No, the U.S. is not going to run out of diesel fuel in 25 days

A major U.S. diesel fuel supplier warned of an oil “shortage” on the East Coast on Monday and suggested that it could cause prices on a variety of consumer goods to rise in the near term. 

But while inventories of diesel and gasoline are lower than they historically have been, the tight supply of diesel fuel is no cause for panic, and the U.S. is not going to run out of it, according to energy market experts.

On Tuesday, headlines indicating that the U.S. is down to a 25-day supply of diesel proliferated. Fox News host Tucker Carlson last week tweeted that “this country is about to run out of diesel fuel.”

The current limited supply, however, does not mean the U.S. will be out of diesel — used to fuel trucks and heating systems — in that time period. 

“Inventories of diesel and gasoline are down below five-year averages, and if the entire world were to stop, we would have 25 days worth of diesel. But the world doesn’t stop. We’re not counting on it stopping,” Ed Hirs, a professor of energy economics at the University of Houston, told CBS MoneyWatch.  

He likened the situation to a grocery store’s supply of milk at any given time. 

“Your grocery store may have an inventory of three days of milk. That’s because they only have three days’ worth at any given point. But the cow keeps milking, the farmer keeps sending milk, the dairy keeps delivering,” Hirs said. 

Added energy expert Patrick De Haan of GasBuddy: “What a lot of people are taking is that number means we’re going to run out in 25 days from whenever. That is not the case. That is a number that changes by fractions every week. It is representative of, if refineries across the country completely shut down, we would have 25 days of coverage.”

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Refining capacity under strain

That said, a number of factors are currently weighing on the domestic supply of diesel fuel. The tighter-than-usual supply stems from events that took place as long ago as 2019. 

Russia’s war on Ukraine, refinery shutdowns due to COVID-19 and Hurricane Ida and a fire explosion at a Philadelphia refinery back in 2019 have all contributed to reduced refining capacity of roughly 1 million barrels per day, according to De Haan.

“Because the nation is dealing with less refining capacity than in early 2019, and at the same time the reopening of the economy went from zero to 100 miles per hour, there was a letting out of pent-up demand and the system is now under strain,” he told CBS MoneyWatch. “As demand starts to throttle back, I expect modest improvements down the line, not necessarily [in the] next few weeks.”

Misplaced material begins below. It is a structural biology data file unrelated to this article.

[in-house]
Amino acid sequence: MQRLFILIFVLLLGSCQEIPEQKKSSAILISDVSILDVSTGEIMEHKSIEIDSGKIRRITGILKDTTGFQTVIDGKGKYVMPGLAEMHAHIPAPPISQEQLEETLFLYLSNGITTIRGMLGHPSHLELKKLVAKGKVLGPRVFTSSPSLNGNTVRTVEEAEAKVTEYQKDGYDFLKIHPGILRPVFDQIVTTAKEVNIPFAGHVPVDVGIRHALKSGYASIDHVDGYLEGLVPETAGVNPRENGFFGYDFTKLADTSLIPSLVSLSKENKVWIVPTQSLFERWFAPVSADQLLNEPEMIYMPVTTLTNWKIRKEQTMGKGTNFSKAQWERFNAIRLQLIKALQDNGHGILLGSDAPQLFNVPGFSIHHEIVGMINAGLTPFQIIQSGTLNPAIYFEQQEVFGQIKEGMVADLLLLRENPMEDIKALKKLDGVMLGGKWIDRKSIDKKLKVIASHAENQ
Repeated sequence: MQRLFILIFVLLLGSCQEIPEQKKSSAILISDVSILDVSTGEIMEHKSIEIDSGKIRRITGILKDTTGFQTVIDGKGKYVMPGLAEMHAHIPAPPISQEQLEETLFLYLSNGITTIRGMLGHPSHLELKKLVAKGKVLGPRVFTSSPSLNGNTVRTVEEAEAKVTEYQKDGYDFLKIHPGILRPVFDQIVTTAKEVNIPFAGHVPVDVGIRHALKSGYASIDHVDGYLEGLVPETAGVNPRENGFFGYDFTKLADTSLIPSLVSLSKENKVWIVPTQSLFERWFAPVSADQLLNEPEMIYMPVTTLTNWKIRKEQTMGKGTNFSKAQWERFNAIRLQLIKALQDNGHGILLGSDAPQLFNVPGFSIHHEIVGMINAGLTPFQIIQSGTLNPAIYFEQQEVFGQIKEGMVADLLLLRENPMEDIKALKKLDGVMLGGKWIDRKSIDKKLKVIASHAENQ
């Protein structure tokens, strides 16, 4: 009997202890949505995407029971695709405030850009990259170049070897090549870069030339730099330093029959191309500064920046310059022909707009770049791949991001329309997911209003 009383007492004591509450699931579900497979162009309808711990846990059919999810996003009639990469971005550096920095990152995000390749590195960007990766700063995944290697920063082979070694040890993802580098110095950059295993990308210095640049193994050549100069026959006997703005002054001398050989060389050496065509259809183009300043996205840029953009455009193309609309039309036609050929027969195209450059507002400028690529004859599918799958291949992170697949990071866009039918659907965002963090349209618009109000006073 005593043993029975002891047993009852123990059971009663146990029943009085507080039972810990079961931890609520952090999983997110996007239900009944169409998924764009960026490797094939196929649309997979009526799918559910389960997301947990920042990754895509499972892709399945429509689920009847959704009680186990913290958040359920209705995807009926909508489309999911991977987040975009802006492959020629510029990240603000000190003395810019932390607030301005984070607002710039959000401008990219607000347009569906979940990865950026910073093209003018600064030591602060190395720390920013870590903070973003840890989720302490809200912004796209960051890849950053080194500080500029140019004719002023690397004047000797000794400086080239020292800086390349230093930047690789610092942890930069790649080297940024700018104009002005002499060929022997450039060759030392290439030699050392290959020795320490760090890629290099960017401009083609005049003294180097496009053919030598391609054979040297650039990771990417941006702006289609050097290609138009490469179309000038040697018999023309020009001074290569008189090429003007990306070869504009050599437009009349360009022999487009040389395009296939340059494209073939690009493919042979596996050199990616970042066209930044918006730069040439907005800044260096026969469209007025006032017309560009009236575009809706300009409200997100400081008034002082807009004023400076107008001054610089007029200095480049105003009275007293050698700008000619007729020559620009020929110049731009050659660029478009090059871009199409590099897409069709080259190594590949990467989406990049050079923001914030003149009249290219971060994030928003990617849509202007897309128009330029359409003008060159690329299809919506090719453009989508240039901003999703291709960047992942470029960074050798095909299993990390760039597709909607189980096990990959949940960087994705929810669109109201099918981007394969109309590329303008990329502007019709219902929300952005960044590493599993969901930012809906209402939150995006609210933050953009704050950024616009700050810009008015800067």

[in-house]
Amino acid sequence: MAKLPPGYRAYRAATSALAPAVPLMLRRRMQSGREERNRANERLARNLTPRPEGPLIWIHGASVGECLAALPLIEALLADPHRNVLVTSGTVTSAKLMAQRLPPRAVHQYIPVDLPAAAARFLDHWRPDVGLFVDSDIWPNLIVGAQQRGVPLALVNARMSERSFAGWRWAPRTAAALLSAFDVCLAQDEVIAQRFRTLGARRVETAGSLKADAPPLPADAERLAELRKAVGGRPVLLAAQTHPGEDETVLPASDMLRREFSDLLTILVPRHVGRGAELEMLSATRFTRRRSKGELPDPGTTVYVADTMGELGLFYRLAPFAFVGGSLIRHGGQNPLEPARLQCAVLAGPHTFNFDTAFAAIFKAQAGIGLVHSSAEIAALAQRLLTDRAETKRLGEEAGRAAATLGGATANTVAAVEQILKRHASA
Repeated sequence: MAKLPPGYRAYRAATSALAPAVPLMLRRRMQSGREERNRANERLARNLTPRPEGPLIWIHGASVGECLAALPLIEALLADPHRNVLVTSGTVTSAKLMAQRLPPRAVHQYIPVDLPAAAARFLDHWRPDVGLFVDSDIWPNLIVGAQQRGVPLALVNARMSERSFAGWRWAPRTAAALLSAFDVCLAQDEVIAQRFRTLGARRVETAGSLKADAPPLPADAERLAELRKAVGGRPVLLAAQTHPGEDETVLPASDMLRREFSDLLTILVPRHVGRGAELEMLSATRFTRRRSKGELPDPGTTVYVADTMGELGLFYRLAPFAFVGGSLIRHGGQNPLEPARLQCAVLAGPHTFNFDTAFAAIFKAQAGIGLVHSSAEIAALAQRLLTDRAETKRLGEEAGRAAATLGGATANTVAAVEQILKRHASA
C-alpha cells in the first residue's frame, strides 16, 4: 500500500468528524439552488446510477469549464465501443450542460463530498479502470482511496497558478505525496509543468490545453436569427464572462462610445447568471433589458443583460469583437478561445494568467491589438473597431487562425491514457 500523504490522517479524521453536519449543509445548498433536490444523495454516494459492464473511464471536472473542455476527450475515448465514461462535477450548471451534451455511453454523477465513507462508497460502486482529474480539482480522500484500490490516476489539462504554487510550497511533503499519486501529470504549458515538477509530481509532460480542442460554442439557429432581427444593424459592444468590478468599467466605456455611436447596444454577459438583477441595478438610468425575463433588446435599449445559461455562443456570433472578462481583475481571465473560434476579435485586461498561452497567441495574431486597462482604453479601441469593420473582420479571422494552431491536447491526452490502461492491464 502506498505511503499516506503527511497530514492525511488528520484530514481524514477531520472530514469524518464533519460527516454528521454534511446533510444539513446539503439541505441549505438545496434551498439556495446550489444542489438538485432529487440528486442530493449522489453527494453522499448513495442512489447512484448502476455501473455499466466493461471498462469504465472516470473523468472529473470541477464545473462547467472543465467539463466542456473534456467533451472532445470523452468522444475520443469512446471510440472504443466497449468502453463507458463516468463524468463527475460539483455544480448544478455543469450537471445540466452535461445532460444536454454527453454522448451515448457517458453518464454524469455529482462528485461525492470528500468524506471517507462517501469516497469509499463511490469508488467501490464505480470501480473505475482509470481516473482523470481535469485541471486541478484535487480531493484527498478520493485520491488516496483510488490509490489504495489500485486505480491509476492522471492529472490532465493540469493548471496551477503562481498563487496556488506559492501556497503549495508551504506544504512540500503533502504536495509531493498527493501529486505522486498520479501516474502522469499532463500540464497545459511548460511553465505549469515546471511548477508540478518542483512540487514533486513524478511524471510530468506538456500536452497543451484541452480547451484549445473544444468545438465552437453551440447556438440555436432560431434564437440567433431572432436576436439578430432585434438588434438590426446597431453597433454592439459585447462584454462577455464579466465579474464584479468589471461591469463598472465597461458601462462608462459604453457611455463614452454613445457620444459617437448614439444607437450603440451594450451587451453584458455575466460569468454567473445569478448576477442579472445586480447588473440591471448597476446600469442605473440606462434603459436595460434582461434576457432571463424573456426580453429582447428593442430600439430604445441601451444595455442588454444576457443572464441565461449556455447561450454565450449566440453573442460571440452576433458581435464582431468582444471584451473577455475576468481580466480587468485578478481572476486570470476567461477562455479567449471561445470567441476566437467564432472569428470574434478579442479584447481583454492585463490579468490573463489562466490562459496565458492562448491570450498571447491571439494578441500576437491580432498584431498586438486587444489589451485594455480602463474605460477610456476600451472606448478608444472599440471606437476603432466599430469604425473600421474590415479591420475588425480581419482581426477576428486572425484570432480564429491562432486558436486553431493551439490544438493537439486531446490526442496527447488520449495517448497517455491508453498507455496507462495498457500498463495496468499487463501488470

Europe has also stopped purchasing oil from Russia as a result of its attack on Ukraine, leading to more competition for diesel fuel for the Northeast. 

“Europe is turning to other places than Russia to buy fuel and it’s competing with the Northeast for a finite amount of diesel,” De Haan said. 

However, none of this means the U.S. will run out of diesel. 

“It’s not real,” Hirs, the economics professor said, referring to rumors that the U.S. might soon run out of diesel.

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In terms of supply on hand, the U.S. is down about 15% compared to last year, and 31% compared to two years ago, according to Hirs’ calculation. 

“Now we have 25 days’ supply when we would ordinarily have around 35 to 40,” he said. 

The only way there would be a run on diesel is if buyers panic and start stockpiling, Hirs said, adding, “That could cause an issue.”

The price of diesel fuel remains high, at around $5.30 a gallon. “Ahead of the holidays, this will be something that keeps the price of goods higher,” GasBuddy’s De Haan said.

Higher delivery costs

While the diesel shortage won’t affect consumers at the pump, it could squeeze them in store aisles.  

If logistics and delivery services are paying more for fuel, some of those increased costs will be passed down to shoppers, and could exacerbate inflation in the near term and throughout the holiday season.

“Consumers won’t feel it when filling up with gasoline, but as they shop for the holidays, the cost of goods will be higher,” De Haan said. “It will contribute to some level of inflation.”

He noted that Amazon Prime this year hiked the price of an annual membership that offers perks like expedited shipping on online orders by 17%. 

“Amazon is flying more planes and paying more to do it. Higher fuel prices are baked into the cost of what you’re paying for Prime,” he said.




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